7. Section 125 Origin • From the confines of a wretched jail cell in Liberty, Missouri, Joseph wrote to Bishop Partridge in Illinois, where the Saints had fled after being driven from Missouri by the militia acting on the governor’s orders. Joseph reminded the bishop of Isaac Galland, a land speculator in Iowa Territory, who had invited the Saints to buy land for $2 per acre over twenty years with no money down. “To an impoverished people,” wrote historian Richard Bushman, “those terms seemed heaven-sent.” Joseph told Bishop Partridge he thought it would be wise for the Saints to contract with Galland for the land, which they did. • Joseph escaped from Missouri and joined the Saints in Illinois a few weeks later. He purchased land on a broad peninsula pushing into the Mississippi River toward the Saints’ Iowa tracts and named it Nauvoo. This Illinois land was comparatively expensive. Joseph hoped that the Church could buy it with consecrated funds and offer lots to the poor at prices they could afford, but the offerings were insufficient. As it became clear that the Church would have to sell lots in order to pay its mortgage, Joseph closed outlying stakes and urged all Saints to gather to Nauvoo and help pay for the land. Did that policy apply to the Saints already in Iowa? Joseph received by revelation the answer to that question, Section 125. • Making Sense of the Doctrine & Covenants, Section 125.

  8. Section 125 Outcomes • By declaring the Lord’s will regarding approved gathering places, Section 125 made the Saints capable of acting freely to obey or disobey--once they knew its contents. At General Conference on April 6, 1841, the revelation was read to the Saints. “Many of the brethren immediately made preparations for moving,” and came as soon as their planting was done. Saints moved as a result of Section 125. Alanson Ripley reported that “Joseph said it was the will of the Lord the brethren in general . . . should move in and about the city Zerehemla whith all convenient speed which the saints are willing to do because it is the will of the Lord.”

  9. Section 126 Origin • Brigham Young answered the Lord’s call to serve in England (See Section 118). Both he and his family were sick and homeless when Brigham left Nauvoo in the fall of 1839. While he was in England, Section 124 formalized Brigham’s call as president of the quorum of the twelve apostles (D&C 124:127). Then, having converted hundreds, he returned to Nauvoo in July 1841 and found his family living in a small, unfinished cabin. A week later the Lord gave Section 126 to Joseph. • Making Sense of the Doctrine & Covenants, Section 126.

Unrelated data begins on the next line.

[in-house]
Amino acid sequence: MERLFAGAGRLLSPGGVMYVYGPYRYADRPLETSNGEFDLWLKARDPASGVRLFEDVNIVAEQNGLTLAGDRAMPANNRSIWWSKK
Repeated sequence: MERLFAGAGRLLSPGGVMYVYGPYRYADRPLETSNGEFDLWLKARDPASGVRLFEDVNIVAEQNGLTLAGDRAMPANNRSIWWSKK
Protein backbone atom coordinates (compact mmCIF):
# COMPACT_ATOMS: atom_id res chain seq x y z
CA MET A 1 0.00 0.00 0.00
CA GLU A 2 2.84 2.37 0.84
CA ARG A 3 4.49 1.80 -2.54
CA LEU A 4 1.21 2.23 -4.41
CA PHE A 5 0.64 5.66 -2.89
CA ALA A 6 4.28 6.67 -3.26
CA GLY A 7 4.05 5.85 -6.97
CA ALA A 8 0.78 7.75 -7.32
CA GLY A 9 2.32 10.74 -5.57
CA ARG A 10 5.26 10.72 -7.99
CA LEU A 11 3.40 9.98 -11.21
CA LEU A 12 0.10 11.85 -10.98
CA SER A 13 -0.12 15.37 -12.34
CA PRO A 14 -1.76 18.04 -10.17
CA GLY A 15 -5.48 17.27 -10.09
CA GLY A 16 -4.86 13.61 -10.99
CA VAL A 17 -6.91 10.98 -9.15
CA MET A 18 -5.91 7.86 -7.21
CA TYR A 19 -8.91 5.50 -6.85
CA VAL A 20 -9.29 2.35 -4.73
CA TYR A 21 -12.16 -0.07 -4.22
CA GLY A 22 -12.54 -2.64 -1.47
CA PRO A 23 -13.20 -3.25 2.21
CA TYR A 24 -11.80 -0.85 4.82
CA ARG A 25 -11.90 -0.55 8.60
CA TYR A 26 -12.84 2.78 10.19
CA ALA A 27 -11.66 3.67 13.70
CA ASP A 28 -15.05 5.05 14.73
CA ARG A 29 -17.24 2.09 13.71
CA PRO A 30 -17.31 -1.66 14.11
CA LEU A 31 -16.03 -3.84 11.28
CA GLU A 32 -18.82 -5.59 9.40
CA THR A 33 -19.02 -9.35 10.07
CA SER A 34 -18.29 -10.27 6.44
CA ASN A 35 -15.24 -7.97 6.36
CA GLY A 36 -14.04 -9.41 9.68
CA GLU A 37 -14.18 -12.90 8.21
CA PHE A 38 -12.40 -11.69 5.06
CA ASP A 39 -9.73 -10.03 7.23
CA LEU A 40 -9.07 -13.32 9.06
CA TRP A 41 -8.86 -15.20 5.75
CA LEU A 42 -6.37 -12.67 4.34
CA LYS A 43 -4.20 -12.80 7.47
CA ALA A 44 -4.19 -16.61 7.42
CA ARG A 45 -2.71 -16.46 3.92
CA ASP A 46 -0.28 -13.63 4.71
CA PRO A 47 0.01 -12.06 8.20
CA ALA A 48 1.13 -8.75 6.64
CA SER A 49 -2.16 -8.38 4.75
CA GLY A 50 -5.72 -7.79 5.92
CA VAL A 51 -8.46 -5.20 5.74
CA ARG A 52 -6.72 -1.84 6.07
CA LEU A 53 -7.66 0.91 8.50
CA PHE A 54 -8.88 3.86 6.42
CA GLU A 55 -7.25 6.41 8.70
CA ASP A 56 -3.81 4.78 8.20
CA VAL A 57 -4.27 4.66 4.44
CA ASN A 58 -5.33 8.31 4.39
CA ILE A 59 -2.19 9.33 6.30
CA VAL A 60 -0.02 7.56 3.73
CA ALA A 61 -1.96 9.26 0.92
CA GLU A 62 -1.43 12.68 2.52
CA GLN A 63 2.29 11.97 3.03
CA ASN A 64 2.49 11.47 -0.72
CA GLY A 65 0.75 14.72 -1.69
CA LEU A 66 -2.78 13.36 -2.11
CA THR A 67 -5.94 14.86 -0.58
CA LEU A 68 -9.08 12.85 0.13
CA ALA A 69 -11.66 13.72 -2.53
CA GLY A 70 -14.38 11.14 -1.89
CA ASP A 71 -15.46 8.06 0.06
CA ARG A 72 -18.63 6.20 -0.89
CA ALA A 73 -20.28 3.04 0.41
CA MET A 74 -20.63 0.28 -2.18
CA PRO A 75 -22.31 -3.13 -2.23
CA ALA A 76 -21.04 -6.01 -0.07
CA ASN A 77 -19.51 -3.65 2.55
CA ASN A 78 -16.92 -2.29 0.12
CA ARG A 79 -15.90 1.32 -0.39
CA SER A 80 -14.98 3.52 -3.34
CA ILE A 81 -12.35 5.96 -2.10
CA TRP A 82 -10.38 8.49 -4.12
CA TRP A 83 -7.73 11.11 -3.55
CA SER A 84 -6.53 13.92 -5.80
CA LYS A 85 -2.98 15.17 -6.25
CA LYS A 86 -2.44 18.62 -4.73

10. Section 126 Outcomes • Brigham set to work to care for his family. He chinked the cracks in the cabin, planted an orchard, built a cellar, and got up a garden to meet their needs. Joseph gave Brigham a few weeks and then assigned him to lead the apostles in taking care “of the business of the church in Nauvoo,” including overseeing missionary work (in obedience to Section 126’s command to “send my word abroad”), the gathering of converts, and consecration. This represented a shift in the Apostles’ responsibility. Joseph had often kept them at arm’s length since their calling in 1835, testing them to see who could be trusted with Apostolic assignments. During that time, as several of his fellow apostles apostatized, Brigham had done everything asked of him. He had marched into hostile Missouri to obey a revelation and, sick and impoverished, had forsaken everything else dear to preach the gospel in England. As a result of Section 126, Brigham remained near Joseph for the Prophet’s few remaining years, learning and receiving the keys angels had conferred on Joseph. As a result of Section 126, Brigham was ready to lead when Joseph’s mission was finished. • Making Sense of the Doctrine & Covenants, Section 126.